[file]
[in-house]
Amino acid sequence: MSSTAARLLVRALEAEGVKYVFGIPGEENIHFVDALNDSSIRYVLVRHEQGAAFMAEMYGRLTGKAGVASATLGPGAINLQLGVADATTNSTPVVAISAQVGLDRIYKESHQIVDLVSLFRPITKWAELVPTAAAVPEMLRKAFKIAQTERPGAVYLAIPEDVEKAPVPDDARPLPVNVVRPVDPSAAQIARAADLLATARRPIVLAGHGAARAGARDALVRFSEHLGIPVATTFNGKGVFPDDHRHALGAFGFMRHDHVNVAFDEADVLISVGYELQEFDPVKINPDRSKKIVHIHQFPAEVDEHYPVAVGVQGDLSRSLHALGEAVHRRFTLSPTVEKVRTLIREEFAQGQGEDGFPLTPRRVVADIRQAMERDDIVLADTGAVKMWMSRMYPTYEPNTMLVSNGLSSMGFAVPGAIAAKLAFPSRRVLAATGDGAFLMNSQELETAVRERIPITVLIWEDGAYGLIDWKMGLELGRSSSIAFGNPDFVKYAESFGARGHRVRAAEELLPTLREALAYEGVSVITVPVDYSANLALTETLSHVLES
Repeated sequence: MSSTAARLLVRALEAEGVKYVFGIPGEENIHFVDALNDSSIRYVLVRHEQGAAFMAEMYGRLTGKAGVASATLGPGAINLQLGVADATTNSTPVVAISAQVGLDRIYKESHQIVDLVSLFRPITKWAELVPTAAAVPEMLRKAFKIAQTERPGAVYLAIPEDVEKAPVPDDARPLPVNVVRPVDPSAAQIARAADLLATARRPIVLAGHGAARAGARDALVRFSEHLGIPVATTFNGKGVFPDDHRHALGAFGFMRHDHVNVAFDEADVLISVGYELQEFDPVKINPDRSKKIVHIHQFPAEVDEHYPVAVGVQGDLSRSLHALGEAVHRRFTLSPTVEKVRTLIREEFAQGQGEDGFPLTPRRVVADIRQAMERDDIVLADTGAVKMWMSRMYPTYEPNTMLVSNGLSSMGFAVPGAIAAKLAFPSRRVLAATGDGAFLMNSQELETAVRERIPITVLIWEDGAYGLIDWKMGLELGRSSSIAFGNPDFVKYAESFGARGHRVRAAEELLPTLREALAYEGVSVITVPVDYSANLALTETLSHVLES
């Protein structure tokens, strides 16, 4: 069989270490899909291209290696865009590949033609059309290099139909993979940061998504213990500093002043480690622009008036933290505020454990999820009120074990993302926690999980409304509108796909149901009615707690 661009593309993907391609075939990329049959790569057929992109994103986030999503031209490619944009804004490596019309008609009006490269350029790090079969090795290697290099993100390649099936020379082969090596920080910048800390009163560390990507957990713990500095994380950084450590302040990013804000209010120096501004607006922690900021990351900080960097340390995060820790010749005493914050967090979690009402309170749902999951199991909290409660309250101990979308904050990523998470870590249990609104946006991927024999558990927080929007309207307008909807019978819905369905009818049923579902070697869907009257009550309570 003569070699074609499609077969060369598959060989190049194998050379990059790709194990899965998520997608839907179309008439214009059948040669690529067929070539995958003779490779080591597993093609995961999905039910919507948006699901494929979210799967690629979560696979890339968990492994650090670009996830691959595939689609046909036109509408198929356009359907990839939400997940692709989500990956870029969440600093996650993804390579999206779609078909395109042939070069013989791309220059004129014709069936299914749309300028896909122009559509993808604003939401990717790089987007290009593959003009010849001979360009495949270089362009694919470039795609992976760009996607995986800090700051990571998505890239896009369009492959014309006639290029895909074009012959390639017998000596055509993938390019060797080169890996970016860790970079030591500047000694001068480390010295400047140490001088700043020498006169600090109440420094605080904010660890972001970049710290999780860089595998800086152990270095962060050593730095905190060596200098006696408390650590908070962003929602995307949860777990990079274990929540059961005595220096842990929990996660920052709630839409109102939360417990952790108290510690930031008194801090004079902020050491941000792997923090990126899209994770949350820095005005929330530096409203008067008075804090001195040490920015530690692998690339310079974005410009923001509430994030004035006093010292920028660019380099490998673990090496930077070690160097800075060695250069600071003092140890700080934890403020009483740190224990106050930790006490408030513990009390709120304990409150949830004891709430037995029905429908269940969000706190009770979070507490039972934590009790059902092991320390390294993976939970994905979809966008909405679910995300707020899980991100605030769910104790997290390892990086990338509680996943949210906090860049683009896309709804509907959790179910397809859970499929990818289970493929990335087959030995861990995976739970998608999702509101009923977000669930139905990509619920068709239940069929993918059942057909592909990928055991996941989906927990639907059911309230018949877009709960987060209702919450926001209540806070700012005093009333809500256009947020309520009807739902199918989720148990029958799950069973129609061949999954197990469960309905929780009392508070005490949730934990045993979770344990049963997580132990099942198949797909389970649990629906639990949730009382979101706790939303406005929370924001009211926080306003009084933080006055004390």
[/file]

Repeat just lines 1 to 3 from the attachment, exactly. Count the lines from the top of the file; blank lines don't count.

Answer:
[in-house]
Amino acid sequence: MSSTAARLLVRALEAEGVKYVFGIPGEENIHFVDALNDSSIRYVLVRHEQGAAFMAEMYGRLTGKAGVASATLGPGAINLQLGVADATTNSTPVVAISAQVGLDRIYKESHQIVDLVSLFRPITKWAELVPTAAAVPEMLRKAFKIAQTERPGAVYLAIPEDVEKAPVPDDARPLPVNVVRPVDPSAAQIARAADLLATARRPIVLAGHGAARAGARDALVRFSEHLGIPVATTFNGKGVFPDDHRHALGAFGFMRHDHVNVAFDEADVLISVGYELQEFDPVKINPDRSKKIVHIHQFPAEVDEHYPVAVGVQGDLSRSLHALGEAVHRRFTLSPTVEKVRTLIREEFAQGQGEDGFPLTPRRVVADIRQAMERDDIVLADTGAVKMWMSRMYPTYEPNTMLVSNGLSSMGFAVPGAIAAKLAFPSRRVLAATGDGAFLMNSQELETAVRERIPITVLIWEDGAYGLIDWKMGLELGRSSSIAFGNPDFVKYAESFGARGHRVRAAEELLPTLREALAYEGVSVITVPVDYSANLALTETLSHVLES
Repeated sequence: MSSTAARLLVRALEAEGVKYVFGIPGEENIHFVDALNDSSIRYVLVRHEQGAAFMAEMYGRLTGKAGVASATLGPGAINLQLGVADATTNSTPVVAISAQVGLDRIYKESHQIVDLVSLFRPITKWAELVPTAAAVPEMLRKAFKIAQTERPGAVYLAIPEDVEKAPVPDDARPLPVNVVRPVDPSAAQIARAADLLATARRPIVLAGHGAARAGARDALVRFSEHLGIPVATTFNGKGVFPDDHRHALGAFGFMRHDHVNVAFDEADVLISVGYELQEFDPVKINPDRSKKIVHIHQFPAEVDEHYPVAVGVQGDLSRSLHALGEAVHRRFTLSPTVEKVRTLIREEFAQGQGEDGFPLTPRRVVADIRQAMERDDIVLADTGAVKMWMSRMYPTYEPNTMLVSNGLSSMGFAVPGAIAAKLAFPSRRVLAATGDGAFLMNSQELETAVRERIPITVLIWEDGAYGLIDWKMGLELGRSSSIAFGNPDFVKYAESFGARGHRVRAAEELLPTLREALAYEGVSVITVPVDYSANLALTETLSHVLES